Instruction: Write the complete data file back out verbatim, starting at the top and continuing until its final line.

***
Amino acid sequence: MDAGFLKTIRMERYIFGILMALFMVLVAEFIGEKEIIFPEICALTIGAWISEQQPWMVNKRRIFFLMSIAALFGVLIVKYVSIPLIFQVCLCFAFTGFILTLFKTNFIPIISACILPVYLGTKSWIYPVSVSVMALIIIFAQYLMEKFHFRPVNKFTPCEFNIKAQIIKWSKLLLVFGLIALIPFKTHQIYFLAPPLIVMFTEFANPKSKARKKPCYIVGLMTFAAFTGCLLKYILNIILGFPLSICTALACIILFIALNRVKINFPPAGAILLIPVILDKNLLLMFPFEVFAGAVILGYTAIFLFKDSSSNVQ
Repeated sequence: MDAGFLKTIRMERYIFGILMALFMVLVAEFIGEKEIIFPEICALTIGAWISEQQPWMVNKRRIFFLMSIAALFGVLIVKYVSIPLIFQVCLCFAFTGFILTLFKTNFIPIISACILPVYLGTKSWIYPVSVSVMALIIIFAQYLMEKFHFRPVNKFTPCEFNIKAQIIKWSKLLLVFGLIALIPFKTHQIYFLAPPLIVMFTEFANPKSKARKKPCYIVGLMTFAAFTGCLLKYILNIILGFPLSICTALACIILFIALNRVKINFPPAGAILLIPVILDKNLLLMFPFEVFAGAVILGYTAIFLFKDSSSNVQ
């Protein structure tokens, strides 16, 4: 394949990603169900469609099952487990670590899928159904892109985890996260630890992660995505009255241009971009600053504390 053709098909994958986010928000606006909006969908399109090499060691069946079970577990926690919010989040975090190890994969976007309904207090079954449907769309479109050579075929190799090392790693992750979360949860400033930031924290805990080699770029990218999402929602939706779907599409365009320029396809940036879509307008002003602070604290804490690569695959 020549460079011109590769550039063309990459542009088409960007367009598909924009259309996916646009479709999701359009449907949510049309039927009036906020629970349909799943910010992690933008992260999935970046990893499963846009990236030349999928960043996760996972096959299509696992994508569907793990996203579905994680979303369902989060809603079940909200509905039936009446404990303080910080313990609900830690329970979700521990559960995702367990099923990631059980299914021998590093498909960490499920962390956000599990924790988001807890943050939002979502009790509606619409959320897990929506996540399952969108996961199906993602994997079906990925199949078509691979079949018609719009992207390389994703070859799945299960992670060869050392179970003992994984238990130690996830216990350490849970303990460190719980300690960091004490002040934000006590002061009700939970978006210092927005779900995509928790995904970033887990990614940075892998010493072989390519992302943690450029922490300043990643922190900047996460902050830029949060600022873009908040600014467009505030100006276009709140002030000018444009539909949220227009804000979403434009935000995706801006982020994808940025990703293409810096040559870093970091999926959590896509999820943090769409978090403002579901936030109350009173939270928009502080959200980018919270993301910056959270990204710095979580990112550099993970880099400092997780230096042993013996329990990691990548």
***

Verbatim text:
Amino acid sequence: MDAGFLKTIRMERYIFGILMALFMVLVAEFIGEKEIIFPEICALTIGAWISEQQPWMVNKRRIFFLMSIAALFGVLIVKYVSIPLIFQVCLCFAFTGFILTLFKTNFIPIISACILPVYLGTKSWIYPVSVSVMALIIIFAQYLMEKFHFRPVNKFTPCEFNIKAQIIKWSKLLLVFGLIALIPFKTHQIYFLAPPLIVMFTEFANPKSKARKKPCYIVGLMTFAAFTGCLLKYILNIILGFPLSICTALACIILFIALNRVKINFPPAGAILLIPVILDKNLLLMFPFEVFAGAVILGYTAIFLFKDSSSNVQ
Repeated sequence: MDAGFLKTIRMERYIFGILMALFMVLVAEFIGEKEIIFPEICALTIGAWISEQQPWMVNKRRIFFLMSIAALFGVLIVKYVSIPLIFQVCLCFAFTGFILTLFKTNFIPIISACILPVYLGTKSWIYPVSVSVMALIIIFAQYLMEKFHFRPVNKFTPCEFNIKAQIIKWSKLLLVFGLIALIPFKTHQIYFLAPPLIVMFTEFANPKSKARKKPCYIVGLMTFAAFTGCLLKYILNIILGFPLSICTALACIILFIALNRVKINFPPAGAILLIPVILDKNLLLMFPFEVFAGAVILGYTAIFLFKDSSSNVQ
């Protein structure tokens, strides 16, 4: 394949990603169900469609099952487990670590899928159904892109985890996260630890992660995505009255241009971009600053504390 053709098909994958986010928000606006909006969908399109090499060691069946079970577990926690919010989040975090190890994969976007309904207090079954449907769309479109050579075929190799090392790693992750979360949860400033930031924290805990080699770029990218999402929602939706779907599409365009320029396809940036879509307008002003602070604290804490690569695959 020549460079011109590769550039063309990459542009088409960007367009598909924009259309996916646009479709999701359009449907949510049309039927009036906020629970349909799943910010992690933008992260999935970046990893499963846009990236030349999928960043996760996972096959299509696992994508569907793990996203579905994680979303369902989060809603079940909200509905039936009446404990303080910080313990609900830690329970979700521990559960995702367990099923990631059980299914021998590093498909960490499920962390956000599990924790988001807890943050939002979502009790509606619409959320897990929506996540399952969108996961199906993602994997079906990925199949078509691979079949018609719009992207390389994703070859799945299960992670060869050392179970003992994984238990130690996830216990350490849970303990460190719980300690960091004490002040934000006590002061009700939970978006210092927005779900995509928790995904970033887990990614940075892998010493072989390519992302943690450029922490300043990643922190900047996460902050830029949060600022873009908040600014467009505030100006276009709140002030000018444009539909949220227009804000979403434009935000995706801006982020994808940025990703293409810096040559870093970091999926959590896509999820943090769409978090403002579901936030109350009173939270928009502080959200980018919270993301910056959270990204710095979580990112550099993970880099400092997780230096042993013996329990990691990548």